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Posts Tagged ‘Azure Automation’

Azure Automation – How to get your 1st Runbook working properly…

Posted by Sudarshan Narasimhan on September 9, 2016


Been playing around with Azure Automation this past month and had a requirement to Up-scale & Down-scale Azure SQL Database tiers in an automated manner. I’m talking Azure SQL DB (DBaaS) and not SQL Server on Azure (IaaS). To get this automation, we were using the Azure Runbook Automation PowerShell workflow.

Basically, we needed to up-scale the database tier from Premium P1 to P2 in the morning and down-scale it back down to P1 in the night. To save costs you know 😉
There is a lot of information on the WWW showing different ways one can write a PS automation workflow. This post is to show you just 1 way that I was able to get it to work.

  1. Login to your Azure Subscription and go to the Resource Group that contains the SQL Database you need to work with.
  2. Create a new Automation Account
  3. Since I was trying to automate just our Cloud stuff in Azure (SQL DB), I ended up choosing the authentication method for the Automation account as “Azure Run As Account”
    Note: you can also use an Azure AD Account depending on your organization’s architecture
  4. Once the automation account has been setup, open up it’s blade in the Azure Portal and got to Runbooks. You will notice that there are already 3-4 tutorial runbooks present there by default.
  5. Add a Runbook -> Create a new Runbook. Give it some meaningful name for e.g. ResizeSQLDatabase
  6. For the runbook type, I chose PowerShell workflow. (You can use the Graphical workflow too).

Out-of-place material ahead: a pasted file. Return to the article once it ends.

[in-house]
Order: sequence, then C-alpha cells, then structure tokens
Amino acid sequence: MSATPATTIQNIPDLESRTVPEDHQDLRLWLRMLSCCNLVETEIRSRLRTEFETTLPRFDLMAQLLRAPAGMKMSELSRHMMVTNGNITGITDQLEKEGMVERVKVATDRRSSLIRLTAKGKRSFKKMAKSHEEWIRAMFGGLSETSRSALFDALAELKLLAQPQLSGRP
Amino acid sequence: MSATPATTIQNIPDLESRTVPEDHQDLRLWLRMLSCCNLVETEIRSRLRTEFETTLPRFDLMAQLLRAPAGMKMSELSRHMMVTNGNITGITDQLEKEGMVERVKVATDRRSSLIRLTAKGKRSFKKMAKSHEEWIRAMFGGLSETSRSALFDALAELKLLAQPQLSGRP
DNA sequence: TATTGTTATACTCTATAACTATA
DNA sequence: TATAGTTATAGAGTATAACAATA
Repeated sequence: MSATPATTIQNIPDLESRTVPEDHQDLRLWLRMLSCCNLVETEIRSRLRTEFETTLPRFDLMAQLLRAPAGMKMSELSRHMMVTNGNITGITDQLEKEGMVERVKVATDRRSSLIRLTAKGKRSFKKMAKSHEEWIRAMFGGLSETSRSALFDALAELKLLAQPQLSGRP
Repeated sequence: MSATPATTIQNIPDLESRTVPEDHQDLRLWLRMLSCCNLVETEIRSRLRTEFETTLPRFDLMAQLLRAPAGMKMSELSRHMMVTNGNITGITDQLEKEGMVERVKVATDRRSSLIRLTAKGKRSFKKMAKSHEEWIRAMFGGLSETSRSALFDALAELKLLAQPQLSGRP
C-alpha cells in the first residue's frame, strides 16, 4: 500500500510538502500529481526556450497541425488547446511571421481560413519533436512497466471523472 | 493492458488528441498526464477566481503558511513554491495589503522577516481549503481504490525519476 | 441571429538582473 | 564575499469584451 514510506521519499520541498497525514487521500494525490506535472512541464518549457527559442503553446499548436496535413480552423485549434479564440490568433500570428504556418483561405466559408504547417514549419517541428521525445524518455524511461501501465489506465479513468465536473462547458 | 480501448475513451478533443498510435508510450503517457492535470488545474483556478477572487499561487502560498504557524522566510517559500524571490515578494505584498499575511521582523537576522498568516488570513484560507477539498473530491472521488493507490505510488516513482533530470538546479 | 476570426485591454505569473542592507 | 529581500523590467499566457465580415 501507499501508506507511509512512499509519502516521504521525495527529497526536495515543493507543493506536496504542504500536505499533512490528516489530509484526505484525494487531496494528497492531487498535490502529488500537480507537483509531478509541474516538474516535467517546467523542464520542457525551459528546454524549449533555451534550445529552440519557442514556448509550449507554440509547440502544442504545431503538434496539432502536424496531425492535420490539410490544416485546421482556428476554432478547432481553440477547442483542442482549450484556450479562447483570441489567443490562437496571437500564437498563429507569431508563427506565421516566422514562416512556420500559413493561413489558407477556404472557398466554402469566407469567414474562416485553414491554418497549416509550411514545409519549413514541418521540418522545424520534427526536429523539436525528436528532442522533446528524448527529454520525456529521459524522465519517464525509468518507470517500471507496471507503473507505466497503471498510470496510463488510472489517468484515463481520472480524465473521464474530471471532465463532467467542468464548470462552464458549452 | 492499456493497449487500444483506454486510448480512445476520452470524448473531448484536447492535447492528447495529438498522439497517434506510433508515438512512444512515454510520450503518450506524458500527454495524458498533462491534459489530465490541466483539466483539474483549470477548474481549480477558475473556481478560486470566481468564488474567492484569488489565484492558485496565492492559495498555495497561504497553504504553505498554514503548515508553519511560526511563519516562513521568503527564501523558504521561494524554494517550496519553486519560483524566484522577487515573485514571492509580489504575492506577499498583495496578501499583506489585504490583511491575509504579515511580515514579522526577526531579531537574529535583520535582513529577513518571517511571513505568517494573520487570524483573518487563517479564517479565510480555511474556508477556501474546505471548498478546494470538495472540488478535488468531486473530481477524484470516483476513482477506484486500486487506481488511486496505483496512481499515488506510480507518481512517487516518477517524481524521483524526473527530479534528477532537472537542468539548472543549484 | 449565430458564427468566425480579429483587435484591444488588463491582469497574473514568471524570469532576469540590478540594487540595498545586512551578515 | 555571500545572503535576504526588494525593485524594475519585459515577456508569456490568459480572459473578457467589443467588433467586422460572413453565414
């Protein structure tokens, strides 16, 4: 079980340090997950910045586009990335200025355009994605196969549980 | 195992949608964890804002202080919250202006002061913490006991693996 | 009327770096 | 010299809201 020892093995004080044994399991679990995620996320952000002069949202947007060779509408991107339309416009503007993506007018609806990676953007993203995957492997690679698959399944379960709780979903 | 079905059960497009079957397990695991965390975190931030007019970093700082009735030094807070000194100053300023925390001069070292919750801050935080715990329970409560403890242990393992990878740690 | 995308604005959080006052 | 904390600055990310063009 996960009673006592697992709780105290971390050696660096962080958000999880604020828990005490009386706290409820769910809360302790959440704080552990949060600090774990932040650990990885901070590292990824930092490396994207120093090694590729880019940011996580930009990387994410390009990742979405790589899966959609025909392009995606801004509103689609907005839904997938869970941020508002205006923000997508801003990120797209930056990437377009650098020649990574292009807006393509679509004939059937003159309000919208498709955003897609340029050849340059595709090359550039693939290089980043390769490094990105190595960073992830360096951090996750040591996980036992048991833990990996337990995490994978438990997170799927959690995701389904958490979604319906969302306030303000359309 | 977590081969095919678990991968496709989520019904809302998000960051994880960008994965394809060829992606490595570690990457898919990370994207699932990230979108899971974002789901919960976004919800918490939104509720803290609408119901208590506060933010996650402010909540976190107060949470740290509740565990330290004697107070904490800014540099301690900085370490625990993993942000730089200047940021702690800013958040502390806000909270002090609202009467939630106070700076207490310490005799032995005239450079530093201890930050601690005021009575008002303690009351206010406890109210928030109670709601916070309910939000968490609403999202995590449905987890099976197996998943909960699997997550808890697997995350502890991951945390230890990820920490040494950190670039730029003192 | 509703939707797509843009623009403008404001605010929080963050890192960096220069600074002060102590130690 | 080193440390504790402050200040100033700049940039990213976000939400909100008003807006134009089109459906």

7. You should now see a new PS workflow window with the workflow name that you specified. Just like a regular PS workflow, you can define input parameters in the param () block.

param
(
[parameter(Mandatory=$true)]
[string]$ResourceGroupName
)

The below step is important. For Azure automation to work, it needs to use some form of credentials to perform your automation work. In my case up-scale & down-scale database tiers on a schedule. Copy & paste the below code section right after the param block in the workflow


# Get the connection "AzureRunAsConnection"
try
{
$connectionName = "AzureRunAsConnection"
$servicePrincipalConnection=Get-AutomationConnection -Name $connectionName

    "Logging in to Azure..."
    Add-AzureRmAccount `
        -ServicePrincipal `
        -TenantId $servicePrincipalConnection.TenantId `
        -ApplicationId $servicePrincipalConnection.ApplicationId `
        -CertificateThumbprint $servicePrincipalConnection.CertificateThumbprint
}
catch
{
    if (!$servicePrincipalConnection)
    {
        $ErrorMessage = "Connection $connectionName not found."
        throw $ErrorMessage
    } 
    else
    {
        Write-Error -Message $_.Exception
        throw $_.Exception
    }
}

What the above code is doing is basically using the built-in automation account called “AzureRunAsConnection” and it’s credentials to run the PS workflow.

Now, coming to the actual SQL DB scaling, you can use the below cmdlet to do that
Set-AzureRMSqlDatabase -DatabaseName $DatabaseName -ResourceGroupName $ResourceGroupName -ServerName $ServerName -Edition $NewEdition -RequestedServiceObjectiveName $NewPricingTier

Each of the $variables in the above line are input parameters to my runbook. $NewPricingTier is the one that controls the SQL database tier & DTU’s
You can find more information about the parameters values here -> https://azure.microsoft.com/en-us/documentation/articles/sql-database-service-tiers/?rnd=1

Once done, save the runbook and create job schedules for the new runbook with the appropriate input parameters and let Azure Automation do the work for you! 😀

Just a quick post to help anyone out there with their first Azure Automation runbook.

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